Which brings us to the jukebox. Sister Mary had it installed in the common room, to replace the phonograph that had become obsolete after Judy Martin shattered the only record it was ever allowed to play, The Singing Nun’s maddeningly catchy Catholic pop ditty “Dominique.” The Devil decided it was time to “bring Briarcliff into twentieth century” and make The Asylum’s residents dance to a different tune – or any tune they damn well wanted. “I am sure there is something here that can appeal to everyone’s taste,” said Sister Mary, who made her “GREAT! BIG! MUSIC! BOX!” – a metaphor for an eclectic, diversified, secular popular culture -- sound like an intrinsic good. Yet her inaugural musical selection was downright ominous: “I Put A Spell On You” by Screamin’ Jay Hawkins. Right at the moment when Jay unleashed one of those signature screams, we saw Dr. Oliver Thredson strut into the common room, looking like he owned the place.
It was Judy Martin who made the episode’s most interesting musical selection. Returning from the electrotherapy room with her egg thoroughly scrambled, she drifted toward the jukebox and began pounding on it, as if attacking this unholy thing, and then tried to unplug it. As Lana tried to restrain and calm her, Judy looked through the glass and saw a song that called to her: “The Name Game” by Shirley Ellis, a novelty tune (also known as "The Banana Song") in which the singer brags of her ability to turn anyone's name into a nonsense rhyme. Given the themes of the episode, I wondered if the song was Judy's way of warning her fellow inmates of evil disguised as "progress" that threatened to subvert their lives with more meaninglessness...
A BRIEF AND POSSIBLY RELEVANT DIGRESSION! "The Name Game" was nestled between Edith Piaf’s “Le Vie En Rose” and Bobby Vinton’s “Blue Velvet.” (Meaningful allusions? “La Vie En Rose” was used in Inception, a movie about dreams, while David Lynch appropriated “Blue Velvet” for his classic 1987 neo noir renowned for its surreal dream logic. Consider this a sign post of foreshadowing if American Horror Story winds up going down some reality blurring Lost Highway/Mulholland Drive during its final three episodes.)
From there, we segued into Judy’s electro-popped brain for a Glee-fully demented sequence in which Jessica Lange rocked a blonde wig and powder blue dress and danced with the other Briarcliff unfortunates as she warped their names into goofy ridiculata. The tune is pure mid-sixties fun-time dance music, but in the context of an episode about losing personal meaning, the song represented something darker, an anthem for Judy’s deteriorating identity. Perhaps summing it up best was the recurring shot of one inmate merrily keeping the beat… by repeatedly pounding his head against a pillar. Coming out of the sequence, Lana looked Judy (and us) in the eye and asked, gravely, "Do you know your name?" Judy couldn't answer the question, so Lana did it for her: "Your name is Judy Martin." Warning: An electronic culture of euphoric pop thrills can be hazardous to your mental health, and possibly the entire wired, interconnected Global Village. Okay, I’m not 100% sure what exactly AHS was going for here… but damn if it wasn’t entertainingly strange, outrageous and provocative.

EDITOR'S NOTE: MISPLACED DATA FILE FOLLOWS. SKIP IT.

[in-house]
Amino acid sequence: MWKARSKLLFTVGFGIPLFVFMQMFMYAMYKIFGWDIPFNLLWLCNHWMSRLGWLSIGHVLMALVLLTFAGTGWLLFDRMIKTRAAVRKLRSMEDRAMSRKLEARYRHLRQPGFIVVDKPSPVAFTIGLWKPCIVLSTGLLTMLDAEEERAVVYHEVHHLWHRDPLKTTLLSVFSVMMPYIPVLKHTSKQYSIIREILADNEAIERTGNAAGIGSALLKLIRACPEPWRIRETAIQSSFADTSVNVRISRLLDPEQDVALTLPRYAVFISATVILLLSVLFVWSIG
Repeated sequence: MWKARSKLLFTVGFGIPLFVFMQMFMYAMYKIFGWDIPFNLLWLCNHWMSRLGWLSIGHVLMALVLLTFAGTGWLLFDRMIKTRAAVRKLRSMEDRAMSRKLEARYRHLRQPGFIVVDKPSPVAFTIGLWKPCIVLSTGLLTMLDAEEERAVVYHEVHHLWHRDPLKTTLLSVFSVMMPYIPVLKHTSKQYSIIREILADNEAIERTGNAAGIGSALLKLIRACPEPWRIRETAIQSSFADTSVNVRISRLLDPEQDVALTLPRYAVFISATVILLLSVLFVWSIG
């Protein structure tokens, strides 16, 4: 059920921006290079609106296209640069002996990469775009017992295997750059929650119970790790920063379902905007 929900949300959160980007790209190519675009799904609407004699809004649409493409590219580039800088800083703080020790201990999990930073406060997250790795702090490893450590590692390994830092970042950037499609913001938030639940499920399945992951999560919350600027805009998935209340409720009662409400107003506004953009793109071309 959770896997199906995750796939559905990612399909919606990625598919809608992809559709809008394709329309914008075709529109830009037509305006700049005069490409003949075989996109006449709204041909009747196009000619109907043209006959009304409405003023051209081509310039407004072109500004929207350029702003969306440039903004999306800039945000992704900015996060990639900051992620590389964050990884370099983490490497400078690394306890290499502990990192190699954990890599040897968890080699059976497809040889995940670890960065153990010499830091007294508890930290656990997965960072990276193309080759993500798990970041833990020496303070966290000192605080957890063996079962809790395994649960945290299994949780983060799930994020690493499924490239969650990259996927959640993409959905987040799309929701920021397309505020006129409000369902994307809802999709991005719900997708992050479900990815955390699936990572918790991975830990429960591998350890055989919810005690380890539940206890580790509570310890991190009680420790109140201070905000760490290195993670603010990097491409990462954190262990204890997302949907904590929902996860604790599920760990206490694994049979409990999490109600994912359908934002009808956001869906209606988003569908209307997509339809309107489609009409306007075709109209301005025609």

I was moved by Judy’s poignant, heroic final moment. We saw her in the common room, parked like a couch potato, a still life of frazzled misery, trying to hold onto to mind and meaning by looking at each patient and trying to remember their names. When Mother Superior paid her a visit, she drifted into the deluded daydream of going to Rome with Monsignor Timothy as his bride, serving together as Pope. But then she saw the woman whose life she ruined, and she regained some focus and recalled her redemptive mission. “Do you see that woman over there, smoking that cigarette?” she asked Mother Superior. “Her name is Lana Winters. She doesn’t belong here. I put her here. Help her! Get her out!”
I hate to give short-shrift to the episode’s other bits of business, i.e. the Lana-Kit-Thredson manipulations, the birth of Grace’s baby, and the Son of Bloody Face stuff, but I’m sure we’ll be talking a lot about all of that over the next three weeks, as these conflicts and lingering mysteries seem set to drive the endgame of the season. But let me say that Lana scored the best line of the night: “You know I can do it, Oliver. I’m goddam plucky, remember.” I cede the floor to you, my fellow horror freaks: What did you make of “The Name Game?”